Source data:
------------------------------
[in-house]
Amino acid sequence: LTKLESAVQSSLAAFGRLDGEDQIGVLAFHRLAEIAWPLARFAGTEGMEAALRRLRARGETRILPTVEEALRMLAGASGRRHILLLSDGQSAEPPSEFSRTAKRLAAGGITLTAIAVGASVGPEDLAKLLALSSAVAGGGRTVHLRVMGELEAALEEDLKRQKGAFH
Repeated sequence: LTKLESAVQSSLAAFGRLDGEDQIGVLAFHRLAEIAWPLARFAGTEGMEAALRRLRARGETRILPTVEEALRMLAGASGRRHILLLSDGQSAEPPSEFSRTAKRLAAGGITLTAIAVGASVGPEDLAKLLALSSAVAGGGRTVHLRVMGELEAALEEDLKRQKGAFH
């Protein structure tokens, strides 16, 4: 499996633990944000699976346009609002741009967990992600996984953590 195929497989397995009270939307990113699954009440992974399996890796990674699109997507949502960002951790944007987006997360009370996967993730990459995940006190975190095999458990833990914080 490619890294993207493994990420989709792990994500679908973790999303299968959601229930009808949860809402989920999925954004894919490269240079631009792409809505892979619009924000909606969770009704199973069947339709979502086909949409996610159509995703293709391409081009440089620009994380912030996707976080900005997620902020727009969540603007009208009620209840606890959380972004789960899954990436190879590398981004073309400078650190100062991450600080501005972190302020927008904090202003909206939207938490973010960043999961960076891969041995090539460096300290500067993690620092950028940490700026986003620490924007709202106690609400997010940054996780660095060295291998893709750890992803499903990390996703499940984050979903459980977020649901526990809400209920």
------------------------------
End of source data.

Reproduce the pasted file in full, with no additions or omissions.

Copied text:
[in-house]
Amino acid sequence: LTKLESAVQSSLAAFGRLDGEDQIGVLAFHRLAEIAWPLARFAGTEGMEAALRRLRARGETRILPTVEEALRMLAGASGRRHILLLSDGQSAEPPSEFSRTAKRLAAGGITLTAIAVGASVGPEDLAKLLALSSAVAGGGRTVHLRVMGELEAALEEDLKRQKGAFH
Repeated sequence: LTKLESAVQSSLAAFGRLDGEDQIGVLAFHRLAEIAWPLARFAGTEGMEAALRRLRARGETRILPTVEEALRMLAGASGRRHILLLSDGQSAEPPSEFSRTAKRLAAGGITLTAIAVGASVGPEDLAKLLALSSAVAGGGRTVHLRVMGELEAALEEDLKRQKGAFH
């Protein structure tokens, strides 16, 4: 499996633990944000699976346009609002741009967990992600996984953590 195929497989397995009270939307990113699954009440992974399996890796990674699109997507949502960002951790944007987006997360009370996967993730990459995940006190975190095999458990833990914080 490619890294993207493994990420989709792990994500679908973790999303299968959601229930009808949860809402989920999925954004894919490269240079631009792409809505892979619009924000909606969770009704199973069947339709979502086909949409996610159509995703293709391409081009440089620009994380912030996707976080900005997620902020727009969540603007009208009620209840606890959380972004789960899954990436190879590398981004073309400078650190100062991450600080501005972190302020927008904090202003909206939207938490973010960043999961960076891969041995090539460096300290500067993690620092950028940490700026986003620490924007709202106690609400997010940054996780660095060295291998893709750890992803499903990390996703499940984050979903459980977020649901526990809400209920």